New Jersey Gov. Chris Christie, a top Donald Trump surrogate and leader of the Republican nominee's presidential transition team, could face impeachment hearings in his home state of New Jersey over his involvement in the so-called Bridgegate scandal, NBC New York reported Friday.
Key state Assembly members told NBC New York that the legislative body could file articles of impeachment against Christie on obstruction of justice charges.
If those members decide to move forward with the charges, that could cause a major distraction for the Trump campaign with less than two months to go until Election Day.
Christie has been a vocal and visible surrogate for Trump, appearing on national television to tout Trump's credentials. He's also, reportedly, Trump's personal McDonald's-fetcher.
Moreover, Christie heads Trump's transition team, meaning he'd be responsible for planning the new administration should the GOP nominee emerge victorious in November.
The impeachment talk comes after the start of the Bridgegate trial over the 2013 closure of lanes on the George Washington Bridge — a vital artery that connects New Jersey and New York.
Prosecutors allege key Christie aides closed the lanes as an act of political revenge against a local mayor who refused to endorse Christie's gubernatorial re-election bid.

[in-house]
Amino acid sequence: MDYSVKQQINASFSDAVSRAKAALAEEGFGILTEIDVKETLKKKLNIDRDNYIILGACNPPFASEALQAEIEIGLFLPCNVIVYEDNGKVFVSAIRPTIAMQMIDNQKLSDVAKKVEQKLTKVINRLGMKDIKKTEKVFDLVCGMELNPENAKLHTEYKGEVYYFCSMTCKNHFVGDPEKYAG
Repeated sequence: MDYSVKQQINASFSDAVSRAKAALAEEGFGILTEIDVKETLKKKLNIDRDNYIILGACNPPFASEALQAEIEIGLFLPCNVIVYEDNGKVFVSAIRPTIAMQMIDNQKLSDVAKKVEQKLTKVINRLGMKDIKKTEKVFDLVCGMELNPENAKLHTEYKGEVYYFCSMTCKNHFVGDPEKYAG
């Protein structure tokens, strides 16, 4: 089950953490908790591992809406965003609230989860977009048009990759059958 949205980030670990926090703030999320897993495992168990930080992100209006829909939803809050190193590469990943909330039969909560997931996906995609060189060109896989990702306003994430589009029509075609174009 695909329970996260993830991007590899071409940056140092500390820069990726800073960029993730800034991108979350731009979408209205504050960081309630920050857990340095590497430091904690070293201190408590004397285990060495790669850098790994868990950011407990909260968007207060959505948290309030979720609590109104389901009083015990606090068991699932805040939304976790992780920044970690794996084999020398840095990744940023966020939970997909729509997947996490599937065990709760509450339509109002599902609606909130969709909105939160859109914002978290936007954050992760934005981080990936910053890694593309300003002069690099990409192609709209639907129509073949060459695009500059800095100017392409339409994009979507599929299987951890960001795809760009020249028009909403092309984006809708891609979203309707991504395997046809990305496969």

Prosecutors also allege that Christie knew about the lane closures — despite the governor claiming otherwise in multiple public statements.
State legislators told NBC New York that there was a "50-50 chance" the Democrat-controlled Assembly could file articles of impeachment. They would need a majority of the 80-member body to vote in favor of impeaching Christie.
The Democrat-controlled state Senate would then have to vote on whether to remove Christie from office. A removal vote would need the support of two-thirds of state Senators — meaning three Republicans would also need to vote in favor of kicking Christie out of office, assuming all Democrats voted against Christie, NBC New York reported.
Christie is currently one of the least popular governors in the country, with just 29% of New Jerseyans approving of his job in office, according to a recently released Morning Consult poll.